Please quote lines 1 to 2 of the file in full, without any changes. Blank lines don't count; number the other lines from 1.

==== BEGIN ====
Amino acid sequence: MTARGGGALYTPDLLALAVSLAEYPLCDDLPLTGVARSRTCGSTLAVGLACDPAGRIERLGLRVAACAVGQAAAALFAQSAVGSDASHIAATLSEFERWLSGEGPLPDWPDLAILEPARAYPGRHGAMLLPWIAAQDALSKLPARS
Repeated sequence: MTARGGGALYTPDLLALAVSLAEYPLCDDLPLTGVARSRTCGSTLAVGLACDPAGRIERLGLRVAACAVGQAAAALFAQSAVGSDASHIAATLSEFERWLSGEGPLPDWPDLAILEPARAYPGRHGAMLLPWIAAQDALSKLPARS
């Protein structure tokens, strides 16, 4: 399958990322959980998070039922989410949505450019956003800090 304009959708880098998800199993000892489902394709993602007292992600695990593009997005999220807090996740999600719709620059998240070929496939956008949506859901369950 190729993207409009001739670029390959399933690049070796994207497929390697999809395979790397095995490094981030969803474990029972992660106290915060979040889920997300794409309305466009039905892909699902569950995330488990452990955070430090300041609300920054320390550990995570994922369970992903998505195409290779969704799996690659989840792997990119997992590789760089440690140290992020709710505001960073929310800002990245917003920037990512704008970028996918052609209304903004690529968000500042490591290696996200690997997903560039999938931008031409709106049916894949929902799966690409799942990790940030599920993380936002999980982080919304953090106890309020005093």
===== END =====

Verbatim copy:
Amino acid sequence: MTARGGGALYTPDLLALAVSLAEYPLCDDLPLTGVARSRTCGSTLAVGLACDPAGRIERLGLRVAACAVGQAAAALFAQSAVGSDASHIAATLSEFERWLSGEGPLPDWPDLAILEPARAYPGRHGAMLLPWIAAQDALSKLPARS
Repeated sequence: MTARGGGALYTPDLLALAVSLAEYPLCDDLPLTGVARSRTCGSTLAVGLACDPAGRIERLGLRVAACAVGQAAAALFAQSAVGSDASHIAATLSEFERWLSGEGPLPDWPDLAILEPARAYPGRHGAMLLPWIAAQDALSKLPARS